Quality statement 3: Starting treatment

Quality statement

People with newly diagnosed rheumatoid arthritis are offered short-term glucocorticoids and a combination of disease-modifying anti-rheumatic drugs by a rheumatology service within 6 weeks of referral.

Rationale

Rapid initiation of treatment optimises the 'window of opportunity' within which effective treatment can improve long-term outcomes such as joint damage, joint function and quality of life.

Quality measure

Structure: Evidence of local arrangements for people with newly diagnosed rheumatoid arthritis to receive short-term glucocorticoids and a combination of disease-modifying anti-rheumatic drugs from a rheumatology service within 6 weeks of referral.

Process: Proportion of people with newly diagnosed rheumatoid arthritis who receive short-term glucocorticoids and a combination of disease-modifying anti-rheumatic drugs from a rheumatology service within 6 weeks of referral.

Numerator – the number of people in the denominator who receive short-term glucocorticoids and a combination of disease-modifying anti-rheumatic drugs from a rheumatology service within 6 weeks of referral.

Denominator – the number of people with newly diagnosed rheumatoid arthritis.

What the quality statement means for each audience

Service providers ensure systems are in place for people with newly diagnosed rheumatoid arthritis to be offered short-term glucocorticoids and a combination of disease-modifying anti-rheumatic drugs by a rheumatology service within 6 weeks of referral.

Healthcare professionals ensure that people with newly diagnosed rheumatoid arthritis are offered short-term glucocorticoids and a combination of disease-modifying anti-rheumatic drugs by a rheumatology service within 6 weeks of referral.

Commissioners ensure they commission services that enable people with newly diagnosed rheumatoid arthritis to be offered short-term glucocorticoids and a combination of disease-modifying anti-rheumatic drugs by a rheumatology service within 6 weeks of referral.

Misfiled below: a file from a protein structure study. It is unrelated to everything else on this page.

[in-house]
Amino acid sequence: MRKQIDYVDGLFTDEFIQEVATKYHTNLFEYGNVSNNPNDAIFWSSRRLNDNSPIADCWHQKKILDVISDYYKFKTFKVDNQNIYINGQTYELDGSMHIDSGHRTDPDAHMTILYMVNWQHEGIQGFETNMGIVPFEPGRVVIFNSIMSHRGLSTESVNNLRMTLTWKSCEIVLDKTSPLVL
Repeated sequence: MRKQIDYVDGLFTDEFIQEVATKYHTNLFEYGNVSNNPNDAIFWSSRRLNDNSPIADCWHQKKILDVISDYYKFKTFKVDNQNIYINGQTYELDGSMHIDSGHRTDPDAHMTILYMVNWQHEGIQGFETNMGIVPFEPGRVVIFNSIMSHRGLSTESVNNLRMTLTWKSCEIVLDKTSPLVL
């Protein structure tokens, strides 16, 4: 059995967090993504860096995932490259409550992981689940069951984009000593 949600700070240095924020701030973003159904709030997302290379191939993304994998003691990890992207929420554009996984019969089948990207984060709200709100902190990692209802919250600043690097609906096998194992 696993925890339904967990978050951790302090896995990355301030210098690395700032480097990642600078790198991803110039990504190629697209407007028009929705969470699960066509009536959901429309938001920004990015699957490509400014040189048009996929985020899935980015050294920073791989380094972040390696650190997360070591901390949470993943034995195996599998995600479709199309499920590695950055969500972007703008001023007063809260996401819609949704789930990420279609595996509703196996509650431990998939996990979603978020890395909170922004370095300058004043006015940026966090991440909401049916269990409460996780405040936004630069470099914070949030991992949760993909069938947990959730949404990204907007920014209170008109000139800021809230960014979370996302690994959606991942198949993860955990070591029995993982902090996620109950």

People with newly diagnosed rheumatoid arthritis are offered a short course of glucocorticoids (steroids) and a combination of drugs called DMARDs (disease-modifying anti-rheumatic drugs) by a rheumatology service within 6 weeks of referral.

Source guidance

NICE clinical guideline 79 recommendation 1.4.1.1 (key priority for implementation).

Data source

Structure: Local data collection.

Process: Local data collection. Contained within the British Society for Rheumatology National clinical audit for rheumatoid and early inflammatory arthritis and within the Commissioning for Quality in Rheumatoid Arthritis (CQRA) Patient metric data collection form for recent onset rheumatoid arthritis.

Definitions

Timeframe derived from expert consensus and is consistent with best practice (as defined in the 2013–14 best practice tariff for early inflammatory arthritis).

People with newly diagnosed rheumatoid arthritis are those attending the rheumatology service without a previous diagnosis of rheumatoid arthritis, who have been diagnosed after assessment within the service.

A rheumatology service comprises a specialist multidisciplinary team, all of whom have expertise in managing rheumatoid arthritis. The team is led by 1 or more consultant rheumatologists and includes nurse consultants, nurse specialists, physiotherapists, occupational therapists, podiatrists and orthotists. It has access to supporting specialties including orthopaedic surgery, psychology, radiology with rheumatological ultrasound and MRI experience, and may also have rheumatology doctors in training.

Monotherapy should be started in people with newly diagnosed rheumatoid arthritis for whom combination disease-modifying anti-rheumatic drug therapy is not appropriate (for example, because of comorbidities or pregnancy), and greater emphasis placed on fast escalation to a clinically effective dose rather than on the choice of disease-modifying anti-rheumatic drug.

People receiving treatment with disease-modifying anti-rheumatic drug therapy need frequent monitoring to check for any adverse events and assess response to treatment. Certain aspects of this monitoring may be delegated to other healthcare professionals and completed in non-specialist settings under formalised shared care arrangements.